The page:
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I Never Was Lucky At Cards

Fort Riley, Kans.
Nov. 11, 1942

My darling:

Got your letter today, and the bars yesterday. Please remember that those bars will always be the most precious ones I’ll ever have. Thank you, darling, for sending them.

I got a big kick out of one certain part of your letter, the part about your buying the wooden shoes. Ever since you saw them that day when you were buying wedding shoes, I’ve been expecting to hear that you had broken down and bought them. I’m glad you did get them, sweetheart, because I know you’ve wanted them for a long time. I’ll sure be glad when I can be near enough to hear you clattering around in them.

It’s only two weeks until the fatal day. Time is dragging more and more as the day approaches. We spend most of our time in classrooms, and usually the same classroom, old 201. We are now fighting the battle of Room 201, and it’s really a battle. It’s awfully hard to keep awake listening to lectures and discussions, but a guy doesn’t dare go to sleep.

In answer to your question, they put the lights out at 10 p.m. here. It was 9:30 at first, but when the days got shorter, 7 a.m. was too dark for the first formation, so they set the whole day up a half hour. We go to school from 8:30 till 5:45, eat supper, study hall at 7:00 until nine, lites out at 10, and bed check at 11. Of course, I forgot to mention that we get an hour for lunch, but after you walk about 6 or 7 blocks from the Academic Bldg. to the barracks, pull the distribution box, get our mail, eat, it is just time to fall in again and march back to the Academic Bldg.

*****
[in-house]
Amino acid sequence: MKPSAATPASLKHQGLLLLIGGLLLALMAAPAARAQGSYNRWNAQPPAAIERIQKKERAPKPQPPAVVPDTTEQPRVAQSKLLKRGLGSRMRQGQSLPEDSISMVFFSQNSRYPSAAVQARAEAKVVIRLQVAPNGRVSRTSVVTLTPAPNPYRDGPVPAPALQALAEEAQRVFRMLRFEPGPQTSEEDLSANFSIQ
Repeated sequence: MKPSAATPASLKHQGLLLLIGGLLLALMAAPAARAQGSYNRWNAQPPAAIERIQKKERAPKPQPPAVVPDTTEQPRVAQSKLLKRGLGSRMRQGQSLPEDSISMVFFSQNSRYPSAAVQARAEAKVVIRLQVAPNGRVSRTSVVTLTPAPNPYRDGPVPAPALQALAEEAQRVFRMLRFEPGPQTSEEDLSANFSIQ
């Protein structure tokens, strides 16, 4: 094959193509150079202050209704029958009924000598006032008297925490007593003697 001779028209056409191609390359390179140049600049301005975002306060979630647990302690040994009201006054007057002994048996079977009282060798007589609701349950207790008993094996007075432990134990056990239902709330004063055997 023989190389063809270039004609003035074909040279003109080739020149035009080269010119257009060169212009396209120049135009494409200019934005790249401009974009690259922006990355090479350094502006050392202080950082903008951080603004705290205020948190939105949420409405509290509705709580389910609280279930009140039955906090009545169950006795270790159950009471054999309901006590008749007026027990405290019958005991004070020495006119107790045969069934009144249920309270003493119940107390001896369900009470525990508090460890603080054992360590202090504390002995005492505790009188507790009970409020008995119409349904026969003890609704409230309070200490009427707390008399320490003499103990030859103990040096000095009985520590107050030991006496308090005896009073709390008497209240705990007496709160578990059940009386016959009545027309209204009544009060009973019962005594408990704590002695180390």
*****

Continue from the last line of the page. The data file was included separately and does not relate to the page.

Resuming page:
The war news really looks good today, darling. Let’s pray that it continues to get better.

The weather is pretty cold here of morning and evenings. It’s dry, though. Not bad at all. Please take care of yourself, my darling, and get rid of your cold. As for your husband, he is disgustingly healthy, except for heart trouble which only one person can cure.

I got a copy of the Nov. Readers Digest, but so far I’ve only read one article, the story of the soldier writing to his wife.

Wish I could see you in your red dress, sweet.

I still hope to have my assignment by Christmas. Guess they’re sending them out just as quickly as possible. Too bad one of us can’t suddenly dig up a couple hundred dollars right fast.